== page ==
While there are no shortcuts to building muscle, gaining strength, and recovering from exercise, there are some habits that can make or break your ability to train hard on a continual basis. Failure to master fundamental recovery habits will often leave you with heaping amounts of muscle soreness, hormonal imbalances, limited motivation and energy, and even injury.
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10 Habits to Boost Recovery from Brutal Workouts
Below are ten (10) habits every fitness-goer, athlete, and coach should instill within their lives (and those of their clients/athletes) to improve overall fitness, health, and results.
Without adequate sleep, your hormones, muscles, and cardiovascular and nervous systems (as well as all other systems of the body) will lack the ability to recover from hard training. Ideally, it should get at least 7 hours of sleep per night, while strength- and power-based lifters are encouraged to sleep more than 8 hours a night. If someone tells you that they don’t need that much sleep, or are recovering fine without it, they are either lying or not training hard enough to elicit progress. Get your sleep, or all of the other aspects of active recovery and rest days will be meaningless.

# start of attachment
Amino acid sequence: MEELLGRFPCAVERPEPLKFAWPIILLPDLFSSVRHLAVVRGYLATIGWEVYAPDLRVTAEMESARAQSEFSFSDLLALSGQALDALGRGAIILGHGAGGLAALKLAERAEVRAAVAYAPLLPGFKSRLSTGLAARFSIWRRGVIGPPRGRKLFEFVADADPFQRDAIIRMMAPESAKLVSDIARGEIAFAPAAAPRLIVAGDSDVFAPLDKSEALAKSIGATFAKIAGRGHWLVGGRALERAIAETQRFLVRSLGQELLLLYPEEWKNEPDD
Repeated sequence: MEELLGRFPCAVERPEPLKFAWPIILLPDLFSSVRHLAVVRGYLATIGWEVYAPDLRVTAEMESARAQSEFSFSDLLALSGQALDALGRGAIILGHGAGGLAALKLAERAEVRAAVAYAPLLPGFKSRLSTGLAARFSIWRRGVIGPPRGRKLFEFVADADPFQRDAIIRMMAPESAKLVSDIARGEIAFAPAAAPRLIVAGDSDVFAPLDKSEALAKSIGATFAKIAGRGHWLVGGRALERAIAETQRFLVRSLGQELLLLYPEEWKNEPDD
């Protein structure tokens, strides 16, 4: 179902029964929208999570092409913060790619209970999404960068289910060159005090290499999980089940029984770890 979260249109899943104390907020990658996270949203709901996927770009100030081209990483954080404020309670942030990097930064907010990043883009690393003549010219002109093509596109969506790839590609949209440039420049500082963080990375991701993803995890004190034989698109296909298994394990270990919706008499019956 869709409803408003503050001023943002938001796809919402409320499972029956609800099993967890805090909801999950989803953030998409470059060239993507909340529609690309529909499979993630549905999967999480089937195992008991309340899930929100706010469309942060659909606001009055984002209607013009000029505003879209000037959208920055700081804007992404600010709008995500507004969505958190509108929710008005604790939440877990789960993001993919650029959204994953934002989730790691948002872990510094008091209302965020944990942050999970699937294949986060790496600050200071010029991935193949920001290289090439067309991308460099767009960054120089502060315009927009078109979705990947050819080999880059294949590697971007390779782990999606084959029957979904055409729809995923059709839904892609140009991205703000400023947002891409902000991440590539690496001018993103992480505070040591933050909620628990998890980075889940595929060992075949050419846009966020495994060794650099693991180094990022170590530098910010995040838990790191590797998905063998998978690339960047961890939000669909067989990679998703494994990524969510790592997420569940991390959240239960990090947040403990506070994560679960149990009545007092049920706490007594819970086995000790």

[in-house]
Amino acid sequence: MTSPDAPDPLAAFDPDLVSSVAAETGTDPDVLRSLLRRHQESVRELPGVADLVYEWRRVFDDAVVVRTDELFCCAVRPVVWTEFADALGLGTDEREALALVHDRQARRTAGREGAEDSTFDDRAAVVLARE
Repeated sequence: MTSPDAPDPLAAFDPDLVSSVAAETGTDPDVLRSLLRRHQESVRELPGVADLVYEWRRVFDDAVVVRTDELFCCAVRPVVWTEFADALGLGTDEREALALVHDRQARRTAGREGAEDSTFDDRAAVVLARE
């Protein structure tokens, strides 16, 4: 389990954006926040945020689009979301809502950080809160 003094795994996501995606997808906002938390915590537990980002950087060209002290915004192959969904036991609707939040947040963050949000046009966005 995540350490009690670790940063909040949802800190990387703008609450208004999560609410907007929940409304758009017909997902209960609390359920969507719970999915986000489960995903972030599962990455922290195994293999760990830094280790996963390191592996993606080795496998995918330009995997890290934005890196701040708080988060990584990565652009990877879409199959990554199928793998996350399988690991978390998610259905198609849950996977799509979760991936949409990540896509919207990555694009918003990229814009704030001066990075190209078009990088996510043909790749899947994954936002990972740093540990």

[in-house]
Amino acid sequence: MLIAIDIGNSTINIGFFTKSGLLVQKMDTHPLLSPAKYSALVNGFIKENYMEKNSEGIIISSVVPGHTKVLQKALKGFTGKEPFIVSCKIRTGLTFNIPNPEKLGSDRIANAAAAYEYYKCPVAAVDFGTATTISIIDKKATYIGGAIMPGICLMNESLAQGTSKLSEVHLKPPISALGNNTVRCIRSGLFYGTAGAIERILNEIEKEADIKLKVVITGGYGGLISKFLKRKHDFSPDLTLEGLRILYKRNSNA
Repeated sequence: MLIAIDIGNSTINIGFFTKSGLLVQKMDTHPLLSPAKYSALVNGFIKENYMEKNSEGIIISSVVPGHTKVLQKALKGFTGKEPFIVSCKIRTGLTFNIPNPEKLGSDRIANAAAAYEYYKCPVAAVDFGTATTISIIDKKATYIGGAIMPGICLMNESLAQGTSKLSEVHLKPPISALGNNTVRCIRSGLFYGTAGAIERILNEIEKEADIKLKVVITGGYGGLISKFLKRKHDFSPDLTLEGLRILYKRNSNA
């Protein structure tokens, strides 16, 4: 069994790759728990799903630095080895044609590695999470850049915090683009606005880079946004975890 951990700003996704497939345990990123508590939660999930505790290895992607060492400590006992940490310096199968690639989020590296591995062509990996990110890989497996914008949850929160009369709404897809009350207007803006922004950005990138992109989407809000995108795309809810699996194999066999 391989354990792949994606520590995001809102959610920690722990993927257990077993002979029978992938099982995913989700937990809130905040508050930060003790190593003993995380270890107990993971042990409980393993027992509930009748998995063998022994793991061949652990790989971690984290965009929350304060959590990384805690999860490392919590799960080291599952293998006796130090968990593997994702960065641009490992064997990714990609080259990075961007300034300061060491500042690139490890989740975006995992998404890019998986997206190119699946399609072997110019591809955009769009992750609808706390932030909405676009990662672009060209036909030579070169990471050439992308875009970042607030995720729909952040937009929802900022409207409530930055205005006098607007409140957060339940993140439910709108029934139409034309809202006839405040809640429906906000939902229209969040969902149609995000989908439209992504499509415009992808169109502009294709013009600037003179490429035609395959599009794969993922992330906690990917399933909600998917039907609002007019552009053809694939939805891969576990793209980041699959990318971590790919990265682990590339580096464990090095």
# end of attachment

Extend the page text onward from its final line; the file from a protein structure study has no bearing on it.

Dehydration, which sets in very easily during intensive training, can have a huge impact on blood circulation, muscle and connective tissue health, brain function, and recovery. You should drink at least ¾ of a gallon of water per day, or more--for example, I drink well over one gallon of water per day. Reduced intakes of water is likely to result in limited recovery, an increased risk of injury, and it may leave you feeling bloated, overweight, and sluggish.
3. Light Stretching + Foam Rolling
Light stretching and foam rolling are great ways to release muscle tension and restore range of motion after hard workout sessions. It is best done after training sessions (every day is optimal) since you are already warm. Try this 15-minute mobility/flexibility workout, which can help to kickstart the recovery process which can help you ward of the compounding soreness at the end of the week.